A grant totaling $729,000 over three years is aimed at helping those with mental illness in Clinton County move beyond their diagnoses.

The new program, one of several in New York state and tagged the Recovery Center, has started out under the umbrella of the National Alliance on Mental Illness: Champlain Valley.

The Plattsburgh-based organization, which offers assistance through its advocacy program, depression screening in schools and support groups, wrote the application and was awarded funding through the Clinton County Community Service Board. That entity subcontracts such initiatives with local agencies, said NAMI-Champlain Valley Executive Director Amanda Bulris.


To Bulris, the Recovery Center movement makes tremendous sense.

"It's helping people create an idea of self worth and self esteem, so they can be part of the community," she said.

The Recovery Center is a virtual program. Rather than working in a central location, "staff members will be in the community … helping others explore their passions and desires, maybe school, art, cooking."

Combined with basic skill building and other supports, those efforts, she said, will allow participants to join society in productive and fulfilling ways.

"It's about creating natural supports in the community."


In the near future, NAMI will hire a program director to get the Recovery Center off the ground, Bulris said.

"That person will go out into the community, assess the needs of consumers and craft the programs based on the assessment."

By September, all five employees should be aboard, she said. Among them will be a benefits adviser with expertise in such complicated issues as Medicaid, returning to the workforce and enrolling in college.

A skills builder will work in the community, assisting clients with basic elements of independence.

And there will be peer positions, people who will befriend participants, giving them encouragement and support.

All the positions, Bulris said, including those on an advisory committee, will be held by people who themselves have mental-illness diagnoses.

"People who have been there, done that, can understand better what someone else is dealing with," she said.

"Studies have shown that it works."


Year 2 of the funding, Bulris continued, will include the creation of a "warmline" that will fill a much-needed void.

Clinton County has a suicide hotline, but a "warmline" would give support to those who are struggling in some way yet aren't despondent.

People with mental illness are often segregated from the rest of society, she said, and the resulting loneliness can very much contribute to depression and other manifestations of the disease.

"I'm sure many of the calls on the suicide hotline are just people who are very lonely," she said.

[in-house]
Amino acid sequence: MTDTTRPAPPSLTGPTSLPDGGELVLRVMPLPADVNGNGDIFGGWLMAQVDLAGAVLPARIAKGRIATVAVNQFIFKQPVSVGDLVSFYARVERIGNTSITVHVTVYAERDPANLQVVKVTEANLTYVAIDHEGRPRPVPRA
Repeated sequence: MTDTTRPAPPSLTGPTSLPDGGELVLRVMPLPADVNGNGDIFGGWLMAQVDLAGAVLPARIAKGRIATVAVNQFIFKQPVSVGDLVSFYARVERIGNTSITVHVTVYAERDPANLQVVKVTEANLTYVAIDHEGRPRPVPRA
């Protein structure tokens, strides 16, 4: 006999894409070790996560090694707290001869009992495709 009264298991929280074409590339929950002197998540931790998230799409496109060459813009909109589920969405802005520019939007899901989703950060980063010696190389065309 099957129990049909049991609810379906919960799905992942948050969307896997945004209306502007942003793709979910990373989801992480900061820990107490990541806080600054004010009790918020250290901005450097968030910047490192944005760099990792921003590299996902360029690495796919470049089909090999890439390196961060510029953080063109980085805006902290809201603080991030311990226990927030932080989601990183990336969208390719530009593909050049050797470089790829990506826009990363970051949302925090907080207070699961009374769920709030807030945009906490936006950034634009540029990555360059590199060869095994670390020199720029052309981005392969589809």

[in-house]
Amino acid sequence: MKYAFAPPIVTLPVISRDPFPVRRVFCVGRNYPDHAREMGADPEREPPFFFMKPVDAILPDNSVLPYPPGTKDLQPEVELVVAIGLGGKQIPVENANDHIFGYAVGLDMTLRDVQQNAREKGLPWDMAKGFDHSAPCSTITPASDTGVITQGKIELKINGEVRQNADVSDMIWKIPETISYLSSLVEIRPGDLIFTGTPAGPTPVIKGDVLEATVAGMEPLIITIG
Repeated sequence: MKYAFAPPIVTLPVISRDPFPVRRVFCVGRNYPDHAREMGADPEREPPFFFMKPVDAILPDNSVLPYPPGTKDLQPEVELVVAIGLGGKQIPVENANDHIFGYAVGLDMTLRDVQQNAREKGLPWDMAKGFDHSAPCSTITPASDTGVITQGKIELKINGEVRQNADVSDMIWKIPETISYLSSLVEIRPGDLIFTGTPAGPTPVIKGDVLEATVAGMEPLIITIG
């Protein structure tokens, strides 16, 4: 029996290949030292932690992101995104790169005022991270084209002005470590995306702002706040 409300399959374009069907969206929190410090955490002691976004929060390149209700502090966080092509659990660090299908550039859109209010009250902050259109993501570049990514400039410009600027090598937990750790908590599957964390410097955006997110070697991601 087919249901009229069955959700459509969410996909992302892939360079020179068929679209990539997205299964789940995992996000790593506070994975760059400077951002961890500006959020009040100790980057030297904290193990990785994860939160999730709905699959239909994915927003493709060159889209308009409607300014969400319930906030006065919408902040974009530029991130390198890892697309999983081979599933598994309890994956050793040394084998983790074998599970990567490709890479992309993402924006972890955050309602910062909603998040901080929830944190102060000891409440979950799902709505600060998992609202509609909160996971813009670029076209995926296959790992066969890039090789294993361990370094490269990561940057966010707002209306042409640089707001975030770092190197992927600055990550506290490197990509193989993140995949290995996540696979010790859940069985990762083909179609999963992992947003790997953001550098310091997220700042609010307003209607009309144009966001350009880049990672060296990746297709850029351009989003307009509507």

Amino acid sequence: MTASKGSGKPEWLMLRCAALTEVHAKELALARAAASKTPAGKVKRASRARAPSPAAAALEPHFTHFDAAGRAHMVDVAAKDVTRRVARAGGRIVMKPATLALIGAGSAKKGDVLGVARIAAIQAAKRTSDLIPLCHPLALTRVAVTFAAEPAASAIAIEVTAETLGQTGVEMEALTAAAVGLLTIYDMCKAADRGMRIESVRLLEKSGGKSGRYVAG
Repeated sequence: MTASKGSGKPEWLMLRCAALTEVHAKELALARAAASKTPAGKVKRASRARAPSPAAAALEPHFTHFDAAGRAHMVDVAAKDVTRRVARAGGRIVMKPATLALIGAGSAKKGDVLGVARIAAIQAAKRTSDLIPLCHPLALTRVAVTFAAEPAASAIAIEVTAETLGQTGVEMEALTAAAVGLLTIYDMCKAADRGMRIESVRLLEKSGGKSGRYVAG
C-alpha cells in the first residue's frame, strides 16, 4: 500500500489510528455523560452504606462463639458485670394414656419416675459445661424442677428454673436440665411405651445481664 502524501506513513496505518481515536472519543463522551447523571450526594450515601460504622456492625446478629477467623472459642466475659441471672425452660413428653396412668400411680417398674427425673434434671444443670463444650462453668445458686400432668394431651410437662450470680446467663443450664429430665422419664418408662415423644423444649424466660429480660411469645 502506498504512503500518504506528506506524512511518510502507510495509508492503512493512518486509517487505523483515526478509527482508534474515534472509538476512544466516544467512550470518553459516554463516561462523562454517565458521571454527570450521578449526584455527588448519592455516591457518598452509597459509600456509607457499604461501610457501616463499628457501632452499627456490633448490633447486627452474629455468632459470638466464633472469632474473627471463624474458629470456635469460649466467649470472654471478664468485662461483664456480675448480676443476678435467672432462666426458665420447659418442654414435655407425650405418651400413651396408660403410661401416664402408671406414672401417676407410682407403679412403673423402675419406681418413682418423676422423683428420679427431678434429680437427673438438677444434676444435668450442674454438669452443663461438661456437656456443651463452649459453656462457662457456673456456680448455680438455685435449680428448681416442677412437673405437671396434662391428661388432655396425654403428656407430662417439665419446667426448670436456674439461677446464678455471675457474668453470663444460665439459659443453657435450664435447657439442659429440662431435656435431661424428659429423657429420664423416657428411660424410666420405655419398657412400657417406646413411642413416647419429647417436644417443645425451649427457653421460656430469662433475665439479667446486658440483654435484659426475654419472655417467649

A friendly, supportive voice, she said, can make all the difference.

Such community supports, she noted, translate into fewer hospitalizations.

The Department of Mental Health expects that after the three years of grant money runs out, the Recovery Center will be self-supporting, Bulris said.

Even so, then and now, NAMI's other offerings run parallel to the Recovery Center's aims.

"Our programs will be working together."


While the grant more than doubles NAMI's annual budget of about $120,000, Bulris emphasized that it doesn't pay for anything now in place. Those costs include insurance, rent and salaries for five employees.

NAMI doesn't know year to year where its funding will come from, Bulris said. For example, the Foundation at CVPH paid for depression screening at schools last year, a program that has proved helpful in identifying kids at risk and getting them referred to help, she said. After June, only partial funding is in place, from the United Way.

Other funding comes from the Community Service Board, Clinton County Youth Bureau and other sources, along with fundraisers designed not only to bring in money but to educate the public about mental illness in the hopes of eliminating the stigma associated with it.


The annual Anti-Stigma Concert, held recently at Therapy Nightclub in Plattsburgh, brought in about $700.

But more important was the message, Bulris said. Several bands from the area performed but also shared stories about mental-health issues.

"One member has ADHD and bipolar," she said.

Another group lost a musician to suicide a few months ago and played a moving song they'd written in his memory.

A large-screen TV throughout the evening showed many famous Americans with mental illness who are able to achieve great things.

The Recovery Center grant will give others the chance to do the same.

"If given the right direction and the right social and natural supports they can lead just as functioning a life as any other person without a disability," Bulris said.

So the grant, she said, "is very awesome."

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